Agriculture depends in large part on relations with weather phenomena, such as rain and temperature. Anticipatory knowledge about the atmosphere therefore is vital in agricultural livelihoods. Based on an ethnographic case study of weather forecasting for small-scale farming in western Kenya, in this paper I discuss different ways in which knowledge about the future weather is produced. While development organizations promote expert forecasts that draw on meteorological sensing technologies as a solution to dealing with climate change, I show how knowing the weather is an entangled affair in a sensory assemblage that simultaneously draws on scientific instruments and on other entities such as animals, plants, clouds and embodied sensoria associated with experiential knowledge. Building on concepts related to science and technology studies that address the relations between humans and nonhumans, I suggest to treat scientific and experiential devices symmetrically by looking at their more-than-human sensoria, proxies and imaginations to understand how farmers attune to the weather. In practice, then, navigating the uncertainties of the weather is not enabled by scientific meteorology alone, but by combining different sensory devices and practices of interpretation that together mediate the weather as something to be known and acted upon.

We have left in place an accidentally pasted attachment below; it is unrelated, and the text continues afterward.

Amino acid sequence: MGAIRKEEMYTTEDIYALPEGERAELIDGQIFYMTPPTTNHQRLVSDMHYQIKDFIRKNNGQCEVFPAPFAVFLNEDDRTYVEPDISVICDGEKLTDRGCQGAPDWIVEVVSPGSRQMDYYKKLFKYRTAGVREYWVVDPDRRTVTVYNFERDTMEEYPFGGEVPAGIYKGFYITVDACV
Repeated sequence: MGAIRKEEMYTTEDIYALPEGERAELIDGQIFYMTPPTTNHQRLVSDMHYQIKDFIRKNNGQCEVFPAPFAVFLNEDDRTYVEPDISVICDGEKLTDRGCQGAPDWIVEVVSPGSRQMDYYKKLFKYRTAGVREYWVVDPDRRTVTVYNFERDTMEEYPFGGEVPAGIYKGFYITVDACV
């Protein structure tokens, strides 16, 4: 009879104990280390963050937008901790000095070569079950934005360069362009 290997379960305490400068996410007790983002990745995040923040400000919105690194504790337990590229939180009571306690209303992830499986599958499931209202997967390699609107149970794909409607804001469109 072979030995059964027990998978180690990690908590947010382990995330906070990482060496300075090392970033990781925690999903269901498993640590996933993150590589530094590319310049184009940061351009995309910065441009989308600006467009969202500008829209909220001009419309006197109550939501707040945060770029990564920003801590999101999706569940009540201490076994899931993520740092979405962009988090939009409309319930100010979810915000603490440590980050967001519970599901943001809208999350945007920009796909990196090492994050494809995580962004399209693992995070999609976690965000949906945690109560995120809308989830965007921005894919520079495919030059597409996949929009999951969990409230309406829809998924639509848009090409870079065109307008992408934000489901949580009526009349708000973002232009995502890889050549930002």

Rochlitz, J. (2023): Sensing weather: scientific and experiential modes of knowledge production for small-scale farming in western Kenya. Geogr. Helv., 78: 87-98. https://doi.org/10.5194/gh-78-87-2023